Mark for War

Mark For War: UFC.M.

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I prefaced my column last week by stating that this week I’d be talking about the CM Punk interview with Colt Cabana that recently went viral. The interview shed a lot of light on the circumstances of Punk’s exit from the WWE last January.

I think Punk overshadowed his interview this past weekend when he announced, during a live UFC broadcast, that he was taking his talents to the world of mixed martial arts.

First off, I’d just like to say that I don’t like the UFC. I hate obnoxious Joe Rogaine (see what I did there?), the bro fans, the Affliction/Tap Out culture, and it’s violent little influence on the world. For example, my friend was in a bar fight in Iowa three years ago. He squared off with another drunk asshole over nonsense. They began by throwing punches at each other, like any other bar fight in history. However, when my friend finally missed a punch, he found himself in a rear naked chokehold and slowly losing consciousness. He woke up on the bar floor after being passed out for a minute due to lack of oxygen going to his brain. He’s probably lucky to be alive. The guy who choked him out was obviously a UFC fanatic who, weighing a nice and round 215 pounds, probably learned said move from watching UFC. Not from a classically trained sensei who first made him wax cars.

That said,  obviously just because I don’t like something, and people see and use it in society improperly, doesn’t mean It shouldn’t exist if the majority of its fans like and support it in a healthy fashion (i.e., alcohol, football, Sons of Anarchy, etc.).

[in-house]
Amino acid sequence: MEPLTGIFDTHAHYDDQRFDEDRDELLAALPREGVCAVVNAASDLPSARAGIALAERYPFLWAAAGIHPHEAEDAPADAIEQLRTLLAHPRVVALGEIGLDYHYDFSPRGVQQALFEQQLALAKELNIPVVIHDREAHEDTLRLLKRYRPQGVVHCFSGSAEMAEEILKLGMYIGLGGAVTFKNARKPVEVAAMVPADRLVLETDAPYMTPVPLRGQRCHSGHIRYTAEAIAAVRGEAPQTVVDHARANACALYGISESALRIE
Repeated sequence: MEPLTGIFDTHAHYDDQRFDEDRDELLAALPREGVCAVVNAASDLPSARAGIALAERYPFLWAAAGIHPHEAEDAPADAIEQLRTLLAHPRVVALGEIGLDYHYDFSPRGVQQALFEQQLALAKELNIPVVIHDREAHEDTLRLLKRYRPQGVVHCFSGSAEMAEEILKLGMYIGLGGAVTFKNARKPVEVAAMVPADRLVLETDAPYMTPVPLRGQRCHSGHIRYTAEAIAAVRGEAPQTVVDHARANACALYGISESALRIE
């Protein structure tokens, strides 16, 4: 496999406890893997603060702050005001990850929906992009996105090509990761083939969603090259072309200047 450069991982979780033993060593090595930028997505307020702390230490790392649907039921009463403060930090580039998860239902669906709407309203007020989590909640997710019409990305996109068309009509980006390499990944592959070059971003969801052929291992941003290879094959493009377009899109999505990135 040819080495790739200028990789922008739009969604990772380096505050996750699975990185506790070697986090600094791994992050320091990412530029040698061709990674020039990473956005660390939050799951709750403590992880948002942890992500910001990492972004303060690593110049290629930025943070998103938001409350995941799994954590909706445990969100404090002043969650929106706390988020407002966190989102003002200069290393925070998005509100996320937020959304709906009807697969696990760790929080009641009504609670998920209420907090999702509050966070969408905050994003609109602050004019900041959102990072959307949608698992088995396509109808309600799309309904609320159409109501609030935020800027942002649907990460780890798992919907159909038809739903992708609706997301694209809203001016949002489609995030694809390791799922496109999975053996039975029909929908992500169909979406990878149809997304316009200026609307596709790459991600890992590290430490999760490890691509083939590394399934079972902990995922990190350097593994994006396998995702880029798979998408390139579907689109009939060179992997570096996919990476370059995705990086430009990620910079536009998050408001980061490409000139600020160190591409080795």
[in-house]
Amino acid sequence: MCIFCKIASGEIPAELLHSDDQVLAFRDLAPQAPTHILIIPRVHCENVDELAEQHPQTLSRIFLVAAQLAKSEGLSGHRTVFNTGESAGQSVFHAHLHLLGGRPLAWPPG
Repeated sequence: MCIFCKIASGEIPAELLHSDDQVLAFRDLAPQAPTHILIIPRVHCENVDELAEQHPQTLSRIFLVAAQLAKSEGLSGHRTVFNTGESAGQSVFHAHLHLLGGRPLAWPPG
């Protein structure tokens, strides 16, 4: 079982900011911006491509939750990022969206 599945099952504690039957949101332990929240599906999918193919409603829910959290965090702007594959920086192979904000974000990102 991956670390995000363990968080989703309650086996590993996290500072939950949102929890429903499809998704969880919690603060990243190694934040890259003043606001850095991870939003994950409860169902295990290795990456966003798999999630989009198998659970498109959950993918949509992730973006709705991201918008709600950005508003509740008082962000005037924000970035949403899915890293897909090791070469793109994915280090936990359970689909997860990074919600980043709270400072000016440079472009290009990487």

Before I begin talking about the UFC though, and Punk’s future involvement in it, I will first address the Cabana interview. If you haven’t listened to the podcast already, check it out below:

Props to Colt Cabana, who seemed to keep the conversation on an even keel, when I was expecting him to coddle Punk way more than he did.  All in all, Punk made some amazing points that shed a lot of light on his side of the story. There were, however, also a few things he said that annoyed me.

First off, the staph infection story. Punk’s explanation of this incident really makes him come across as a nonsensical martyr. To recap: Punk stressed how he grew paranoid of a growing lump on his hip. He brought it to the attention of the WWE’s doctor, who apparently said it was “nothing,” and refused to pop it out of laziness. Eventually, Punk left the WWE, went to another doctor who was not employed by that organization, who pronounced it a full-blown staph infection on sight and lanced it (to the point where its puss hit the ceiling). If you were grounded by your mother and told to “not move a muscle” before she headed out to work and the house caught on fire while she was gone, would you stay inside and get burned alive? If Punk was so concerned about a growing lump on his side, he could have taken an afternoon to head to a doctor on his own time to get a paid diagnosis. Then, once it was discovered that it was indeed a staph infection, he can rub it in the face of the WWE’s lazy doctor.